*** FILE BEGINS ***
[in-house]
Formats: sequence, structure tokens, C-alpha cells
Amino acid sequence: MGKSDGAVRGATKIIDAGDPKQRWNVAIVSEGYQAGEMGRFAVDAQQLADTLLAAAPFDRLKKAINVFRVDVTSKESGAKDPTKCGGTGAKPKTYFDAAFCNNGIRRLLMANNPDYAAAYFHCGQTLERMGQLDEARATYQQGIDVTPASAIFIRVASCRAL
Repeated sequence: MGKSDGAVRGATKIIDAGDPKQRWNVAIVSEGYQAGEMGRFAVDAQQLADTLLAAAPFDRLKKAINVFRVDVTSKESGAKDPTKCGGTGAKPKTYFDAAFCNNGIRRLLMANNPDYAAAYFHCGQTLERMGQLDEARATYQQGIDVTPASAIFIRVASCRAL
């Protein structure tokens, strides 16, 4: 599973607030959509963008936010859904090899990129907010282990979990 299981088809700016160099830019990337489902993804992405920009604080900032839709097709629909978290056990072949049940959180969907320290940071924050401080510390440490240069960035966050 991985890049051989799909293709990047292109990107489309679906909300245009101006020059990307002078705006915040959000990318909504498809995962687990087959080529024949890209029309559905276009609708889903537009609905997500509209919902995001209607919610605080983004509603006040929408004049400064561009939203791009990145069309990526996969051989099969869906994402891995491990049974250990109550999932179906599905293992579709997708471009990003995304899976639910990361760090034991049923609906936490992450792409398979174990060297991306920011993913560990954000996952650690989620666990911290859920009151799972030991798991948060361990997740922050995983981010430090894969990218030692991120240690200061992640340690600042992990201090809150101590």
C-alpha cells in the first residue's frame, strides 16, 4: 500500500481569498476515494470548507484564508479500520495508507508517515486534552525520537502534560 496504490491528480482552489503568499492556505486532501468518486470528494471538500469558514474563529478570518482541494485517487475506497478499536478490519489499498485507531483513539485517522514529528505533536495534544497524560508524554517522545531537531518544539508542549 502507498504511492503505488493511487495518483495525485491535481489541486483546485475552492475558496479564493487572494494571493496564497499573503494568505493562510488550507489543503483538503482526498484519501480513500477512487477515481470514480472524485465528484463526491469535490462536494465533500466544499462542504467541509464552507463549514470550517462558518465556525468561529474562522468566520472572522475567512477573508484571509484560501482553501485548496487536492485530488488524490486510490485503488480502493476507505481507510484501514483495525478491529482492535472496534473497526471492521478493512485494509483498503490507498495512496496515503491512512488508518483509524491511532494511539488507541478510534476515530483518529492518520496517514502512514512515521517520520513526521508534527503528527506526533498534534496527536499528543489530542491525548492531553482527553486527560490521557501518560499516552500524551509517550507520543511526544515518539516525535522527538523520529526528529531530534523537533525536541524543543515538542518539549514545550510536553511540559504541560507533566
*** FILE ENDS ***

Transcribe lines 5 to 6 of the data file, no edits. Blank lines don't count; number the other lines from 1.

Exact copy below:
């Protein structure tokens, strides 16, 4: 599973607030959509963008936010859904090899990129907010282990979990 299981088809700016160099830019990337489902993804992405920009604080900032839709097709629909978290056990072949049940959180969907320290940071924050401080510390440490240069960035966050 991985890049051989799909293709990047292109990107489309679906909300245009101006020059990307002078705006915040959000990318909504498809995962687990087959080529024949890209029309559905276009609708889903537009609905997500509209919902995001209607919610605080983004509603006040929408004049400064561009939203791009990145069309990526996969051989099969869906994402891995491990049974250990109550999932179906599905293992579709997708471009990003995304899976639910990361760090034991049923609906936490992450792409398979174990060297991306920011993913560990954000996952650690989620666990911290859920009151799972030991798991948060361990997740922050995983981010430090894969990218030692991120240690200061992640340690600042992990201090809150101590």
C-alpha cells in the first residue's frame, strides 16, 4: 500500500481569498476515494470548507484564508479500520495508507508517515486534552525520537502534560 496504490491528480482552489503568499492556505486532501468518486470528494471538500469558514474563529478570518482541494485517487475506497478499536478490519489499498485507531483513539485517522514529528505533536495534544497524560508524554517522545531537531518544539508542549 502507498504511492503505488493511487495518483495525485491535481489541486483546485475552492475558496479564493487572494494571493496564497499573503494568505493562510488550507489543503483538503482526498484519501480513500477512487477515481470514480472524485465528484463526491469535490462536494465533500466544499462542504467541509464552507463549514470550517462558518465556525468561529474562522468566520472572522475567512477573508484571509484560501482553501485548496487536492485530488488524490486510490485503488480502493476507505481507510484501514483495525478491529482492535472496534473497526471492521478493512485494509483498503490507498495512496496515503491512512488508518483509524491511532494511539488507541478510534476515530483518529492518520496517514502512514512515521517520520513526521508534527503528527506526533498534534496527536499528543489530542491525548492531553482527553486527560490521557501518560499516552500524551509517550507520543511526544515518539516525535522527538523520529526528529531530534523537533525536541524543543515538542518539549514545550510536553511540559504541560507533566